FBI officials are reviewing travel records from Africa to determine if terror operatives trained in Yemen have already made their way to the United States as top intelligence chiefs warned that an attempted al Qaeda attack against the United States is a high possibility in the next three to six months.
"We judge that al Qaeda maintains its intent to attack the homeland -- preferably with a largescale operation that would cause mass casualties, harm the U.S. economy or both," National Intelligence Director Dennis Blair wrote in his annual threat assessment for the House Permanent Select Committee on Intelligence today.
Blair told the Senate Select Committee on Intelligence Tuesday that an attempted attack "is certain."
CIA Director Leon Panetta and FBI Director Robert Mueller told the Senate committee they agreed with Blair's stark assessment, explaining that it is becoming more difficult to identify the threat posed by an evolving al Qaeda, which has become more reliant on its regional terror networks to conduct attacks.
Some of the intelligence about purported attacks has come from alleged Christmas Day bomber Umar Farouk Abdulmutallab, who, officials said, is providing "useful, actionable information" to the FBI.
Intelligence from the suspect and other sources indicate that there are other people like Abdulmutallab who were trained in Yemen and not all killed by the U.S. raids there in December, ABC News consultant and former counterterrorism official Richard Clarke said.
"There are people like him who we don't know their names, we don't know what they look like, but they probably don't look like our stereotypical view of an Arab terrorist," Clarke said on "Good Morning America" today. "We may not even know what country they're from -- they may be British, they may even be American -- who are out there and that probably means there will be another attempt."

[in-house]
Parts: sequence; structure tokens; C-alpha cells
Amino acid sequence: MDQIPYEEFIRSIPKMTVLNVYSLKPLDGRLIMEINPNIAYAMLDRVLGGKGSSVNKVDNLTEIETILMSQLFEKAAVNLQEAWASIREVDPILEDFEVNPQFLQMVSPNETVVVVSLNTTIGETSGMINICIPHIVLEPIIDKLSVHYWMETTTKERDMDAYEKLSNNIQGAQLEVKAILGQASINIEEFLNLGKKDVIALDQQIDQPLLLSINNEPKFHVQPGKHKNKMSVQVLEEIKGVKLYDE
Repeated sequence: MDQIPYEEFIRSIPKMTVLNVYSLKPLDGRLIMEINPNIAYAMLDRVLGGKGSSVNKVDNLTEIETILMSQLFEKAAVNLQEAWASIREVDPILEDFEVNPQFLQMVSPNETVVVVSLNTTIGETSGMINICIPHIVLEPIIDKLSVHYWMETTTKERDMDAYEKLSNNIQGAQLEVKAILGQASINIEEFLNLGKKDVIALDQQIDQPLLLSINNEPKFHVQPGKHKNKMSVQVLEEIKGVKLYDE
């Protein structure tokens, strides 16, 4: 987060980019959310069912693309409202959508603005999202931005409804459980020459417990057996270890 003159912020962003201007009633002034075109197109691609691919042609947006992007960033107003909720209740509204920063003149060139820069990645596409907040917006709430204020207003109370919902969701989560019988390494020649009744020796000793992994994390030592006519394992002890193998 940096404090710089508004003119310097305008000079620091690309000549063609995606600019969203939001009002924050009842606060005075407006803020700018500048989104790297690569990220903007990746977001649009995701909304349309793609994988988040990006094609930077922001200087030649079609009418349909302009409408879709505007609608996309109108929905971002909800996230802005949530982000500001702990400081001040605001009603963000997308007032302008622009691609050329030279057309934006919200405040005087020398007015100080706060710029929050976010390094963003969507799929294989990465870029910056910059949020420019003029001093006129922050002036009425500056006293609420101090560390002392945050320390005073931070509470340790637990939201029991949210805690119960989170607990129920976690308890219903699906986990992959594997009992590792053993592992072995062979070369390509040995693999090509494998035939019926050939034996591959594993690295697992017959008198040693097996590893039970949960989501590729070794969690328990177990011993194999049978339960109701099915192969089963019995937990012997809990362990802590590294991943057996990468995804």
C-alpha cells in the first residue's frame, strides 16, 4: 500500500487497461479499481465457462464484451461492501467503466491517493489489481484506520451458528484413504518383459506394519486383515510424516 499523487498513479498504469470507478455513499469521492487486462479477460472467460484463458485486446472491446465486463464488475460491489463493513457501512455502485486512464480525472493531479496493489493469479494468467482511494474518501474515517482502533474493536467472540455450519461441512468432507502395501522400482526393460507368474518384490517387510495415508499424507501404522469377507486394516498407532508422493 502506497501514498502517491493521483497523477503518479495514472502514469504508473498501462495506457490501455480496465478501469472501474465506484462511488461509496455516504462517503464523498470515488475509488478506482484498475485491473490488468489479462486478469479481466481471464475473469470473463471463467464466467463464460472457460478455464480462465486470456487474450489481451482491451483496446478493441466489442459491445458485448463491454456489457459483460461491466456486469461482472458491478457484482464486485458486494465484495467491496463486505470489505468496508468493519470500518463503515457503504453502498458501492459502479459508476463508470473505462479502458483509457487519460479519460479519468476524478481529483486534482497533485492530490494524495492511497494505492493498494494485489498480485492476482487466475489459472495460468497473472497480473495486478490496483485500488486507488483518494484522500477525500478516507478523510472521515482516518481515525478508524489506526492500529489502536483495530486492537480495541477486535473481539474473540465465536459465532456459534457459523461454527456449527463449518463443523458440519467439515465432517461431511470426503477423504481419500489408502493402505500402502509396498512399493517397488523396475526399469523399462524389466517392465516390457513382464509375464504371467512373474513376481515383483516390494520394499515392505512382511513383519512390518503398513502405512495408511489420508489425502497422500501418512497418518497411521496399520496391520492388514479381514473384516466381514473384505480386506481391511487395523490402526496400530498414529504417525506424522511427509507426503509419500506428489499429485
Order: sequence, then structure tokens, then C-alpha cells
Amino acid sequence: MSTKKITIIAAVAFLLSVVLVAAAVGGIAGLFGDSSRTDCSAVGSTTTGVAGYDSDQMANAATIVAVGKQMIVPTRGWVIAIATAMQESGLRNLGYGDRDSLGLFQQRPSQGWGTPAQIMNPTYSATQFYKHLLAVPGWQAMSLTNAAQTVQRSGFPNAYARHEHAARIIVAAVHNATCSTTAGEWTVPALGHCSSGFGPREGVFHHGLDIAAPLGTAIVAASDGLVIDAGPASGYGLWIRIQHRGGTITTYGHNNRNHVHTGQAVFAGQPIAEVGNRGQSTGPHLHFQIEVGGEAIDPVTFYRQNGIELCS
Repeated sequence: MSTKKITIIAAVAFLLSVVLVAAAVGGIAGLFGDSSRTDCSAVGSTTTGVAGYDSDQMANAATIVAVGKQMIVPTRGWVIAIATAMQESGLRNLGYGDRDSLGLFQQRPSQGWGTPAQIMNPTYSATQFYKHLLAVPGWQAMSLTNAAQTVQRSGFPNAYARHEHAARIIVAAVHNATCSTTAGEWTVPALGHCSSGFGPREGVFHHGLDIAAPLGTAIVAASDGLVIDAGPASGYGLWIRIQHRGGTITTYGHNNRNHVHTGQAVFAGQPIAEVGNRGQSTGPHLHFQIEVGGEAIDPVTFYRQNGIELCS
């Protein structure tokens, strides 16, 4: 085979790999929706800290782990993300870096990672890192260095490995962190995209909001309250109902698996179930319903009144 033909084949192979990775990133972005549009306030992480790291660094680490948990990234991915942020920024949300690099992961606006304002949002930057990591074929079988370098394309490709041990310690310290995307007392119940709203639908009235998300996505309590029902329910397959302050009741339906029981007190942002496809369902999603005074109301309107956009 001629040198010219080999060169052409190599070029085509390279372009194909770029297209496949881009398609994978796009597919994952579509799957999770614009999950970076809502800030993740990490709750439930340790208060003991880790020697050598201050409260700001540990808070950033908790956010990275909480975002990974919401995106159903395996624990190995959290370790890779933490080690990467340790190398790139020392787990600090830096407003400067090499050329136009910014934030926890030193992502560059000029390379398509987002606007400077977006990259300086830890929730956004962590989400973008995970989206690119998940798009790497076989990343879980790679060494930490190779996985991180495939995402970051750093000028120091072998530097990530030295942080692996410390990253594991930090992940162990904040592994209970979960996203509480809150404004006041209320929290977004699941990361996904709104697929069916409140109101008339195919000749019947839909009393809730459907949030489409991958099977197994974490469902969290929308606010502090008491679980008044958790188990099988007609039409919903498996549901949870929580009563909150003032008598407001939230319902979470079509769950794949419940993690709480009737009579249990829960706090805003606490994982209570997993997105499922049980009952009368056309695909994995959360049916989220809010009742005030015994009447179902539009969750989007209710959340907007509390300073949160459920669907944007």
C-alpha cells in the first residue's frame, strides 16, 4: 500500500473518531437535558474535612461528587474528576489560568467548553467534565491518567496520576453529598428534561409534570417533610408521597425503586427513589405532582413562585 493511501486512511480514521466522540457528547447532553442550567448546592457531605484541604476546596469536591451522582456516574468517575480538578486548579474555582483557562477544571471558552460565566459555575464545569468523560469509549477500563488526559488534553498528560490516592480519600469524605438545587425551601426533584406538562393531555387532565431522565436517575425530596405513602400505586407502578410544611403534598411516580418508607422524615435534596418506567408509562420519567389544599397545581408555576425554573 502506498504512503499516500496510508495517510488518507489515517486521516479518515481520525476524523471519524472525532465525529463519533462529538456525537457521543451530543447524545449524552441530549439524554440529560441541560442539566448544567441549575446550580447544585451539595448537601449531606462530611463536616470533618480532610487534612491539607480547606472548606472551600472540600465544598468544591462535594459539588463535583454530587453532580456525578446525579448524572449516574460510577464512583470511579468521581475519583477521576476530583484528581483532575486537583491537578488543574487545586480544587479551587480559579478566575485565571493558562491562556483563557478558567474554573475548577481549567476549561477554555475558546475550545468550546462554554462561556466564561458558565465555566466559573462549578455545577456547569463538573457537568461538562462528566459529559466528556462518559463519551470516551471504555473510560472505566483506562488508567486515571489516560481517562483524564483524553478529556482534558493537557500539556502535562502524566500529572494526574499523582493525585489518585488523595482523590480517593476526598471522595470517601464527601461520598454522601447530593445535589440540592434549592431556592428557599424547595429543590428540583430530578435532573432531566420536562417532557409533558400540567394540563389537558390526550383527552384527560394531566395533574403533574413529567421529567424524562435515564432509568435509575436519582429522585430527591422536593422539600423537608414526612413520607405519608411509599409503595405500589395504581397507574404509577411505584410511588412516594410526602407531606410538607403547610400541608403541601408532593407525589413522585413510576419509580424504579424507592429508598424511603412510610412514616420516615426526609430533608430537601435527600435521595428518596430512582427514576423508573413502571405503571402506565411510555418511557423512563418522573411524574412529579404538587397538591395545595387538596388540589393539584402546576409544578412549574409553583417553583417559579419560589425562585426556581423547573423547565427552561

Despite the sobering assessment from the nation's top intelligence chiefs, Clarke said, another attempt does not necessarily mean there will be another successful attack.
"We shouldn't panic here," he said. "CIA directors always say this once a year in an annual threat briefing. And they always predict there's going to be another attempt. Another attempt does not mean another successful attack, so we shouldn't all head to our bunkers."
Blair today shot down ideas that threats of homegrown terror may be on the rise.
"It is clea r... that a sophisticated, organized threat from radicalized individuals and groups in the United States comparable to traditional homegrown threats in other countries has not emerged," he wrote in his testimony. "Indeed, the elements most conducive to the development of an entrenched terrorist presence -- leadership, a secure operating environment, trained operatives, and a well-developed support base -- have been lacking to date in the United States or, where they have been nascent, have been interrupted by law enforcement authorities."
Blair did warn House members of "malicious cyberactivity" by terrorists.
"The United States confronts a dangerous combination of known and unknown vulnerabilities, strong and rapidly expanding adversary capabilities, and a lack of comprehensive threat awareness," Blair wrote in his threat assessment. "Malicious cyberactivity is occurring on an unprecedented scale with extraordinary sophistication."